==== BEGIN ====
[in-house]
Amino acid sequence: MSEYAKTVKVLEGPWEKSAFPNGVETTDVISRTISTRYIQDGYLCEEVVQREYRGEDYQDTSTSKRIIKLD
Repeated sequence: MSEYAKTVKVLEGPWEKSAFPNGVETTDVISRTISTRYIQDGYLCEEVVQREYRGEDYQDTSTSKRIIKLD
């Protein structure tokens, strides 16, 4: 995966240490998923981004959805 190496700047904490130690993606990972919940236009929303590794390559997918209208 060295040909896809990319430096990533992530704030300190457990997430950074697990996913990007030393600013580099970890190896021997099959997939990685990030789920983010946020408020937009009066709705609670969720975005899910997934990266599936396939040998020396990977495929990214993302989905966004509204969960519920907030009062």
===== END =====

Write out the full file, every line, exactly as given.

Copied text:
[in-house]
Amino acid sequence: MSEYAKTVKVLEGPWEKSAFPNGVETTDVISRTISTRYIQDGYLCEEVVQREYRGEDYQDTSTSKRIIKLD
Repeated sequence: MSEYAKTVKVLEGPWEKSAFPNGVETTDVISRTISTRYIQDGYLCEEVVQREYRGEDYQDTSTSKRIIKLD
């Protein structure tokens, strides 16, 4: 995966240490998923981004959805 190496700047904490130690993606990972919940236009929303590794390559997918209208 060295040909896809990319430096990533992530704030300190457990997430950074697990996913990007030393600013580099970890190896021997099959997939990685990030789920983010946020408020937009009066709705609670969720975005899910997934990266599936396939040998020396990977495929990214993302989905966004509204969960519920907030009062």